The proof is unfortunately not so straight forward. The following equivalences are exploited (omitting any size constraints here):

firstn(n + 1, x) = firstn(n, x) + x[n]
x + a ⊑ y  ↔  x ⊑ y ∧ y[# x] = a

The (technically) complicated part is showing that returning false can be justified: we have found two mismatches (rightmost part of the proof). The reason is that the invariant gives one arbitrary split, whereas the negated relaxed-prefix? gives another one. These have to be matched up properly.

Challenge 2: Parallel GCD

Project overview parallel-gcd-rg, developed after the competition. Compositional verification of partial correctness using rely guarantee reasoning.

The implementation runs procedure GCD_loop interleaved to itself symmetrically. Access is at the level of reads/writes, modeled by two local variables X and Y. Each assignment and test of conditional is a separate step. Note that the Done flag could be avoided with a do { ... } while loop (which is not supported by KIV).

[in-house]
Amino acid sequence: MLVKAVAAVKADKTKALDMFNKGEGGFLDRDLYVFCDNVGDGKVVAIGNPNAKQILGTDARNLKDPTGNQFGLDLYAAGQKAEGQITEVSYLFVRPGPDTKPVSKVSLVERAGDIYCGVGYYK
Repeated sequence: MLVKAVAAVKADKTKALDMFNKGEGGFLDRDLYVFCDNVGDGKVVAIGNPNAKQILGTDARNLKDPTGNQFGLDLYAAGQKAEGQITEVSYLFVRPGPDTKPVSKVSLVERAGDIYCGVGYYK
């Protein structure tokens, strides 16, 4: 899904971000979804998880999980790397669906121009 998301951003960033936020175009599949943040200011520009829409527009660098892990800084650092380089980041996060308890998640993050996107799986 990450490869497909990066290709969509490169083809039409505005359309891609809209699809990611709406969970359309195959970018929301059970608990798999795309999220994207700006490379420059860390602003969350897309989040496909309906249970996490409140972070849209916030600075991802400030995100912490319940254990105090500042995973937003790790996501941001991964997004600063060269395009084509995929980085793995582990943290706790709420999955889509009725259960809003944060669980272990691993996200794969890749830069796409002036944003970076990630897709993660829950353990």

GCD_loop(; N, M) {
  let Done = false, X = 0, Y = 0
  in while ¬ Done do {
    X := N;
    Y := M;
    if X = Y
    then Done := True
    else if X < Y
    then M := Y - X
  }
}

The process modifying N provides the following guarantee that is in turn the rely for the process modifying M. Such a step from N, M to N', M' satisfies

These properties are encoded in a predicate rely.

The invariant of the loop is simply that for initial values n,m of N,M the GCD is still the same, i.e.

gcd(n,m) = gcd(N,M)

Two theorems are proved

See also: G. Schellhorn, B. Tofan, G. Ernst, J. Pfähler, and W. Reif:
RGITL: A Temporal Logic Framework for Compositional Reasoning about Interleaved Programs